• UCSBgauchos twitter avatar
    Softball: UCSB Closes Out Mary Nutter Classic With Losses to No. 8 Washington, No. 21 Arizona State https://t.co/F5JGYXZ9Ty
    6 hours 26 min ago
  • UCSBgauchos twitter avatar
    WWP: Gauchos Defeat No. 16 UCSD in Final Game of Barbara Kalbus Invitational https://t.co/ieJb9ZsJIq
    6 hours 27 min ago
  • UCSBgauchos twitter avatar
    .@UCSB_Baseball walks off in wild series finale, clinches sweep of Tulane! RECAP >>> https://t.co/Q4akiOPaVh https://t.co/6pWsFLhNmf
    8 hours 57 min ago
  • ArtsandLectures twitter avatar
    Celebrate the traditions of the gaucho with Argentina's #CheMalambo on Sunday, Apr 23 at 7PM at UCSB Campbell Hall.… https://t.co/z7Qvi0p9UV
    17 hours 18 min ago
  • ucsantabarbara twitter avatar
    #UCSB professor Luyendyk never intended ‘Zealandia’ to be a new continent's name. https://t.co/aB4RRpsEUj
    18 hours 26 min ago
  • UCSBgauchos twitter avatar
    Softball: Altmeyer Smashes Two Homers, Including Walk-Off Winner in 6-5 Win Over No. 20 Missouri https://t.co/Upedr26iud
    1 day 3 hours ago
  • UCSBgauchos twitter avatar
    Jacob Delson had 34 kills, most by UCSB MVB player since 2010, but Gauchos drop tight five-setter at UCI. RECAP >>>… https://t.co/q5KGaJXpXe
    1 day 5 hours ago
  • UCSBgauchos twitter avatar
    Women's Tennis: UC Santa Barb. 0, Washington 7 (Final) UCSB Falls to 34th-ranked Washington, 0-7 https://t.co/bERvf7q21G
    1 day 6 hours ago
  • UCSBgauchos twitter avatar
    WWP: Gauchos Split Games on Day Two of Barbara Kalbus Invitational, Face No. 16 UCSD Tomorrow https://t.co/C2cigLAaAg
    1 day 7 hours ago
  • UCSBgauchos twitter avatar
    WBB: UCSB Drops Decision At #BWCWBB Leading UC Davis 70-61 To Close Regular Season Road Campaign https://t.co/Bj1F1AtnZM
    1 day 9 hours ago
  • UCSBgauchos twitter avatar
    .@UCSB_Baseball's offense explodes, Cohen goes yard twice in 14-1 rout of Tulane! RECAP >>> https://t.co/8weh6VX0IB https://t.co/2IvFPM1wKS
    1 day 9 hours ago
  • ucsantabarbara twitter avatar
    From theory to practice, this week's #GauchoCourse prepares soon-to-be professors for the real world. https://t.co/DAj0nUIwAw
    1 day 19 hours ago
  • UCSBgauchos twitter avatar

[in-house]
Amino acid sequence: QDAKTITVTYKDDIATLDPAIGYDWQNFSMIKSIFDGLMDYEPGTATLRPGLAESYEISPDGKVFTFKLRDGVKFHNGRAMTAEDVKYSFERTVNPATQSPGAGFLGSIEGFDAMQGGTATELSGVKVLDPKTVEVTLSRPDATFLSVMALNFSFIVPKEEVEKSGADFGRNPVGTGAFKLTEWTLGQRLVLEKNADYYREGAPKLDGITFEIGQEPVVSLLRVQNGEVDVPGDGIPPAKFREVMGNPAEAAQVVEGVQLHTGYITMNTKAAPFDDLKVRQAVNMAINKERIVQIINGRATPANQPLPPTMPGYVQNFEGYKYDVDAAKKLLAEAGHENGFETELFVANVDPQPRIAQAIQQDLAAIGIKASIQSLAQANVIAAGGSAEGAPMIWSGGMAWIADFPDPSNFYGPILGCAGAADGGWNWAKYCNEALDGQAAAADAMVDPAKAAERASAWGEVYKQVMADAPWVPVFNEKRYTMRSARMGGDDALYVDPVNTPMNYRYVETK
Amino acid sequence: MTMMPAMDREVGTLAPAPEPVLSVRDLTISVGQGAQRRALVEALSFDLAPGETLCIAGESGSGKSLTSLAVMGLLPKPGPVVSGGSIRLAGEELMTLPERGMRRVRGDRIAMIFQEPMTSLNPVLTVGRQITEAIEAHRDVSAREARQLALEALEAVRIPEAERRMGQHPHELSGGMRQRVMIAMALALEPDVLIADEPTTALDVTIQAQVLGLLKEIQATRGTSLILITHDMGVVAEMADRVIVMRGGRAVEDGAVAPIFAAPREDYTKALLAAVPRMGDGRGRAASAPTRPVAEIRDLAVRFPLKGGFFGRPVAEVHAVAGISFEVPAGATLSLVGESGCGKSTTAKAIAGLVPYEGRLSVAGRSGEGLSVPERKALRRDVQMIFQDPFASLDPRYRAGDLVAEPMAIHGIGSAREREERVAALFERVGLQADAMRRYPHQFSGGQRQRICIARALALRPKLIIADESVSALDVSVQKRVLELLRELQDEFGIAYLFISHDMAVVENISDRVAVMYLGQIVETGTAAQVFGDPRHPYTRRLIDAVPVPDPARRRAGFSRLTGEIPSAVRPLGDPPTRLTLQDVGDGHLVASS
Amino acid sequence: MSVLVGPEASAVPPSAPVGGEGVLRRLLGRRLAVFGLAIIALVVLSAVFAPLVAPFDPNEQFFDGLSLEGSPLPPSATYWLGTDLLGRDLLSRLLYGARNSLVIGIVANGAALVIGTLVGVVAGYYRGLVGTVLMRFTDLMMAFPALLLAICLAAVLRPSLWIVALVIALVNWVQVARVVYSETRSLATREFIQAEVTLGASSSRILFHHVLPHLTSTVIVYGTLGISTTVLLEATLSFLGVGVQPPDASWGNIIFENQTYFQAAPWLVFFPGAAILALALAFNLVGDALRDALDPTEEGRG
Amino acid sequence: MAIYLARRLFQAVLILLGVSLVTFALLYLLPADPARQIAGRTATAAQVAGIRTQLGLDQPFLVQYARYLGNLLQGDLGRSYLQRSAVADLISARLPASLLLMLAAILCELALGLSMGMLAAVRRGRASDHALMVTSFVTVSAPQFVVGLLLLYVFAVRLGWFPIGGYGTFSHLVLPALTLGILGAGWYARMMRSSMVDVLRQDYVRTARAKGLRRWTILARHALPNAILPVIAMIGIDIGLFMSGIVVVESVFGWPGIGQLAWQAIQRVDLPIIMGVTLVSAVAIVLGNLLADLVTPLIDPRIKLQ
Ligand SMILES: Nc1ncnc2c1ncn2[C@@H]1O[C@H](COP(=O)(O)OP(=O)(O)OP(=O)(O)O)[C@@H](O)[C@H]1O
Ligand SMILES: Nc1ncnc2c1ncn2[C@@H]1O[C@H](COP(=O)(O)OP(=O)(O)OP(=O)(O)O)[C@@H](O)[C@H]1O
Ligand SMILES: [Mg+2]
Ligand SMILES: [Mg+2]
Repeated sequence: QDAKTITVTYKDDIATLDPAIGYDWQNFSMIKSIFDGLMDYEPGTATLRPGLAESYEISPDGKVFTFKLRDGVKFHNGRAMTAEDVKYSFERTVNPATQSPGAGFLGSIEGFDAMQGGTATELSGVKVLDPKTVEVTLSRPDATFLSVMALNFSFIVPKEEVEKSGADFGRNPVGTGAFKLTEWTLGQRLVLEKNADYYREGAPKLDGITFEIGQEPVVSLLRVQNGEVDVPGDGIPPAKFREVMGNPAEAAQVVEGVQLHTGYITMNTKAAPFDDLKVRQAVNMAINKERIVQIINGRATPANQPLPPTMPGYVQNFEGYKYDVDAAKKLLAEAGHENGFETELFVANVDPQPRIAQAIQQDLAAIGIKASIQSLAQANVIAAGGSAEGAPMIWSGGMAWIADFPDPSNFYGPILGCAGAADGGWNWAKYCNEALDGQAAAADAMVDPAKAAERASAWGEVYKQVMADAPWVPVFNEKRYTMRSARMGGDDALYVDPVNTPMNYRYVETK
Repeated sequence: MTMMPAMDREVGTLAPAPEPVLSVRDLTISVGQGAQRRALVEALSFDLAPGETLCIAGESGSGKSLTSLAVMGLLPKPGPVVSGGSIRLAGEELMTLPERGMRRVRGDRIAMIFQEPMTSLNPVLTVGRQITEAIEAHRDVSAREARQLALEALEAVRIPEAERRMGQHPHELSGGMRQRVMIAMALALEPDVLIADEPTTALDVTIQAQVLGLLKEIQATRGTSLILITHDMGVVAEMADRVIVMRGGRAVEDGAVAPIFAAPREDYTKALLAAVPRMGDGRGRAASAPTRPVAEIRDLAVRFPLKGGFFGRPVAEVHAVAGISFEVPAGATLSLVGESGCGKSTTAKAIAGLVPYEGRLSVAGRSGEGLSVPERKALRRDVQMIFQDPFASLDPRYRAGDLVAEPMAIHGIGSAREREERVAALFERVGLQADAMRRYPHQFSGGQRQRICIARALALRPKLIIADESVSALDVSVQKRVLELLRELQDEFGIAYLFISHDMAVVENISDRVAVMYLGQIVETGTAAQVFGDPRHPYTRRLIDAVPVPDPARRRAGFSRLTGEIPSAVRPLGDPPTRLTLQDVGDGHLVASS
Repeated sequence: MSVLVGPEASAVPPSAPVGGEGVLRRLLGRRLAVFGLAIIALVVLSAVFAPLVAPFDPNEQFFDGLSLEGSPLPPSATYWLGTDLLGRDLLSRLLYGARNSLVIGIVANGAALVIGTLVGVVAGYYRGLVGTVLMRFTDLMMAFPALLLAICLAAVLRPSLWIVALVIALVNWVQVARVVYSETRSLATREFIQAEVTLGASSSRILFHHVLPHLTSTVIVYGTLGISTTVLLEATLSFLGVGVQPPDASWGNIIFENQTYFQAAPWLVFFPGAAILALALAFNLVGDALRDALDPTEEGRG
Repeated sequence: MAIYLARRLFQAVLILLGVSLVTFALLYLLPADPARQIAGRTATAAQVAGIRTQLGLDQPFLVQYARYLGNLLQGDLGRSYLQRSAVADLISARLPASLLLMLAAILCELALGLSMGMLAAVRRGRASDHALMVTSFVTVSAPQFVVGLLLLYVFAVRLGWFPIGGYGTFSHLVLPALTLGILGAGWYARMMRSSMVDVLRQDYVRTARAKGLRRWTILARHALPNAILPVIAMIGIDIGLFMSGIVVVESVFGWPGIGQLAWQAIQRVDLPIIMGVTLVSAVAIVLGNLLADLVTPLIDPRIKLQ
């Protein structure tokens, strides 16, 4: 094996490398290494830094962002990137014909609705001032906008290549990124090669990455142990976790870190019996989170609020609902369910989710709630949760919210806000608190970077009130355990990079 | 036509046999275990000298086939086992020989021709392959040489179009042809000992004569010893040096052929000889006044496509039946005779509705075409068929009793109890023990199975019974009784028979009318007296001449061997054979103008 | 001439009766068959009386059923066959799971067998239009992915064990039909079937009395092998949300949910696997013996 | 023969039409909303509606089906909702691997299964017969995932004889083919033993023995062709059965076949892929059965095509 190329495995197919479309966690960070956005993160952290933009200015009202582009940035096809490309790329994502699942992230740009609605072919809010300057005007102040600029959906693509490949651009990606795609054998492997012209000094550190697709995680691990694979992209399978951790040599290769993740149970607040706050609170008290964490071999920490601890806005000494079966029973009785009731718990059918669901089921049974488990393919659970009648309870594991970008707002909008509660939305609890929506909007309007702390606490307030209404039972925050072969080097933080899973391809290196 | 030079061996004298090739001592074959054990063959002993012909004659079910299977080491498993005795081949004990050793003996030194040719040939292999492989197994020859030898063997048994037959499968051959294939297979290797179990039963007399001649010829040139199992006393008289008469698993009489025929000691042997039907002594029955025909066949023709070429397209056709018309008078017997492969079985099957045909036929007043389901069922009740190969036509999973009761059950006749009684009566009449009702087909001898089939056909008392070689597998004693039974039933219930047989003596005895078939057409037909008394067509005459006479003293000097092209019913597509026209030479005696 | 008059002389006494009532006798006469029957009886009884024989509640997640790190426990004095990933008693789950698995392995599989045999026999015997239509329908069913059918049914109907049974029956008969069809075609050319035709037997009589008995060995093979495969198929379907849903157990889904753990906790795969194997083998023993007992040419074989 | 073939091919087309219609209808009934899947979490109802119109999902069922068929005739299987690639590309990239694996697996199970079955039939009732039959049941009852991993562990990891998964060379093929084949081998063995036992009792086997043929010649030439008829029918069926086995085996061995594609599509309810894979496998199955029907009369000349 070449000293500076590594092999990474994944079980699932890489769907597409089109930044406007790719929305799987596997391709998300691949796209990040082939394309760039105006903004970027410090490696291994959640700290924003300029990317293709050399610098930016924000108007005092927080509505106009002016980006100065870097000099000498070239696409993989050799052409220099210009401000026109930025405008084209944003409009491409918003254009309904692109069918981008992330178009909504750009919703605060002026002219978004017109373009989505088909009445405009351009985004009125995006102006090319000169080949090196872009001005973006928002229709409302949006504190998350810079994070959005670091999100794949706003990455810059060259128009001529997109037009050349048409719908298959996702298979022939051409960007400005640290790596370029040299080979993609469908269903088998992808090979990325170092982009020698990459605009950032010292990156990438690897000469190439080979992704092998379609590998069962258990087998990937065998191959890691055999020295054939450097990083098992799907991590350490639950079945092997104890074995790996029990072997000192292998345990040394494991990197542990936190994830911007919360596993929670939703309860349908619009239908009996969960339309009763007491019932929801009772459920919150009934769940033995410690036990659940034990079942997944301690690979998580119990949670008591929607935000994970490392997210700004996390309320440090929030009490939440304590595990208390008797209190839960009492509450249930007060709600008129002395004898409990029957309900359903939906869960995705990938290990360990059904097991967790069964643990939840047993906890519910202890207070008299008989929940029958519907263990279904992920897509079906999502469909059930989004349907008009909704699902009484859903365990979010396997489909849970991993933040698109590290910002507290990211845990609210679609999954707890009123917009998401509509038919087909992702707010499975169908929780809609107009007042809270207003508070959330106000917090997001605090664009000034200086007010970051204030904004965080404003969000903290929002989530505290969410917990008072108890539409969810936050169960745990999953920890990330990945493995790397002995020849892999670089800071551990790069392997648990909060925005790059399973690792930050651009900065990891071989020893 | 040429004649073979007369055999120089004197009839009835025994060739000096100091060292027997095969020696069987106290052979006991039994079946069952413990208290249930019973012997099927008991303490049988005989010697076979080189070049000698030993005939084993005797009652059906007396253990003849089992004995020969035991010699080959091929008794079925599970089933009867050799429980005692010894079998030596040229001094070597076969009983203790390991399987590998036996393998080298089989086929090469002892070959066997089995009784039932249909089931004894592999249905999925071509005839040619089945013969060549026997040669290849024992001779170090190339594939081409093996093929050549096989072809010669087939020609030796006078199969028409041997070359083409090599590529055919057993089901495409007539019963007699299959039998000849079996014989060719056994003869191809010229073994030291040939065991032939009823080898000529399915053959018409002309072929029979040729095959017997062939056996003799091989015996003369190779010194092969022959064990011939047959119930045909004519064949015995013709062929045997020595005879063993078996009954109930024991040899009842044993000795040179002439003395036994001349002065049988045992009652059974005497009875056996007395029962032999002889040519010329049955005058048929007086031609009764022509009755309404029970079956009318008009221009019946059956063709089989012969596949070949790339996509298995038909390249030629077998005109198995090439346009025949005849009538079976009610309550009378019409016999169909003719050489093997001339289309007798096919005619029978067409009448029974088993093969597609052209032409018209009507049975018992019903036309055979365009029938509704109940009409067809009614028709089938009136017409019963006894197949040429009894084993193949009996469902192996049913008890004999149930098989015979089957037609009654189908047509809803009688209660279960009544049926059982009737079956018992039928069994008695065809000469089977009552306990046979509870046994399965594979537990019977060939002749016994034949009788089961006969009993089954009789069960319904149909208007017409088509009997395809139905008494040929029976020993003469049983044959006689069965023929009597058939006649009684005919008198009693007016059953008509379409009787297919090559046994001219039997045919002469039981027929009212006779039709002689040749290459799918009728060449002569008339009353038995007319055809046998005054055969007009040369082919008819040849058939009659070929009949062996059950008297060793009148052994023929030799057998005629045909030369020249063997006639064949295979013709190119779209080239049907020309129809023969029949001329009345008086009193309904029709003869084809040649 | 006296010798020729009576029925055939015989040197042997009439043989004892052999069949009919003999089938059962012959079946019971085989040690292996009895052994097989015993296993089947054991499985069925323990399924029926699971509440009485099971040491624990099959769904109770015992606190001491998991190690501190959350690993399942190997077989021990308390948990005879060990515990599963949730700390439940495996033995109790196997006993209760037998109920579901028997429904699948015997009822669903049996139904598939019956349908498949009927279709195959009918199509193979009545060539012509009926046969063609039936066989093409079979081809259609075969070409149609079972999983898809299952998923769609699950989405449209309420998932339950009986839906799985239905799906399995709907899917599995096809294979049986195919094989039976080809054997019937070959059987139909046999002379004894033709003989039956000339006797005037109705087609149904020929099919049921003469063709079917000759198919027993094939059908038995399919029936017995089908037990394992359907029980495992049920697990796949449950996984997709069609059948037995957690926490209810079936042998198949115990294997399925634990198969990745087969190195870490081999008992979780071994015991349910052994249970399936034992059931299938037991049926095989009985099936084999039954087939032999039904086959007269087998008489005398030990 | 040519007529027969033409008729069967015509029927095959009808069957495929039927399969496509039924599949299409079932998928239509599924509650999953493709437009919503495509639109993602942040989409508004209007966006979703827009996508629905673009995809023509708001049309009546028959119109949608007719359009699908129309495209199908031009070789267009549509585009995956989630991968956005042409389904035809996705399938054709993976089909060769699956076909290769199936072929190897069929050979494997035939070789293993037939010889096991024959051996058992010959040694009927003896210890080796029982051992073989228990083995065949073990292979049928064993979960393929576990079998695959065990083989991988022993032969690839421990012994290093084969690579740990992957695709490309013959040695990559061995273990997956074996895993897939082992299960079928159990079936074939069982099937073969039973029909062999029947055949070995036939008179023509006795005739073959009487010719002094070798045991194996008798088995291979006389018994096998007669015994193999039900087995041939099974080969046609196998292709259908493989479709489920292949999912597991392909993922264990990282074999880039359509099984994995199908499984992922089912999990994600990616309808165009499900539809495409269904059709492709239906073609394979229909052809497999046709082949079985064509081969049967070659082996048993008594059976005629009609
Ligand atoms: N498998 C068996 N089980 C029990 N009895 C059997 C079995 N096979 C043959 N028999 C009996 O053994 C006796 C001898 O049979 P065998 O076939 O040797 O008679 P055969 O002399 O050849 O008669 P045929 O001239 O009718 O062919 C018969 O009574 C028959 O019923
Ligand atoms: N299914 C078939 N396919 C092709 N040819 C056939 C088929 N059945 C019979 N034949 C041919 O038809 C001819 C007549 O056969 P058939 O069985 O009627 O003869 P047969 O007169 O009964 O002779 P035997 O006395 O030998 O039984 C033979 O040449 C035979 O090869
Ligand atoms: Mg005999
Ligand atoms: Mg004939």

MVB: Gauchos snap 7 match losing streak with emphatic sweep of UCSD on Friday night. RECAP >>>… https://t.co/Cee1KbeXOh
    2 days 5 hours ago
  • UCSBgauchos twitter avatar
    Women's Tennis: UC Santa Barb. 2, Oregon 5 (Final)
    2 days 7 hours ago
  • UCSBgauchos twitter avatar
    WBB: Gauchos Face First-Place UC Davis Looking to End Two-Game Skid https://t.co/wRGTYxtxDC
    2 days 8 hours ago

Study of Flower Color Shows Evolution in Action

Monday, June 29, 2009 - 17:00
Santa Barbara, CA

imagetn.aspx_.jpg

The Rocky Mountain Columbine (A. coerulea)

Photo Credit: 

R. Kelly Dawe

imagetn.aspx_.jpg

This Longspur Columbine (A. longissima) has the longest nectar spurs in the genus.

Photo Credit: 

Scott A. Hodges

Scientists at UC Santa Barbara have zeroed in on the genes responsible for changing flower color, an area of research that began with Gregor Mendel's studies of the garden pea in the 1850's.

In an article published recently in the Proceedings of the National Academies of Sciences, two researchers document their studies of the evolution of columbine flowers in North America. They studied red columbines pollinated by hummingbirds, and white or yellow columbines pollinated by hawkmoths. They believe that a color shift from red to white or yellow has happened five times in North America.

"What is important in this research is that hawkmoths mostly visit –– and pollinate –– white or pale flowers," said senior author Scott A. Hodges, professor of ecology, evolution and marine biology at UCSB. "We have shown experimentally that hawkmoths prefer these paler colors."

When a plant population shifts from being predominantly hummingbird-pollinated where flowers are red, to hawkmoth-pollinated, natural selection works to change the flower color to white or yellow, he explained.

"Ultimately we want to know if evolution can be predictable," said Hodges. "In other words, we want to know if each time there is an evolutionary change in flower color, does it happen in the same way?

Having identified all the genes that are intimately involved with making red and blue columbines now allows us to determine how these evolutionary transitions have occurred."

In earlier research, Hodges showed that flowers evolve in a predictable fashion to match the mouthparts of pollinating birds and insects. Thus the pollinators of the yellow columbine flower, A. longissima, are predicted to have exceptionally long tongues to reach the nectar at the bottom.

Graduate student Nathan J. Derieg is the second author. This research was entirely funded by the National Science Foundation. It is part of a large multi-university study funded by the NSF through UCSB.

 

 


 

 

[RETURN TO TOP]  

 

Scott Hodges at the UCSB greenhouse holding orange and yellow Western Columbines (A. Formosa) and white columbines (A. pinetorum). The yellow flowers in the background are Golden Columbines (A. chrysantha).

Credit: George Foulsham, Public Affairs, UCSB

Scott Hodges: Current Research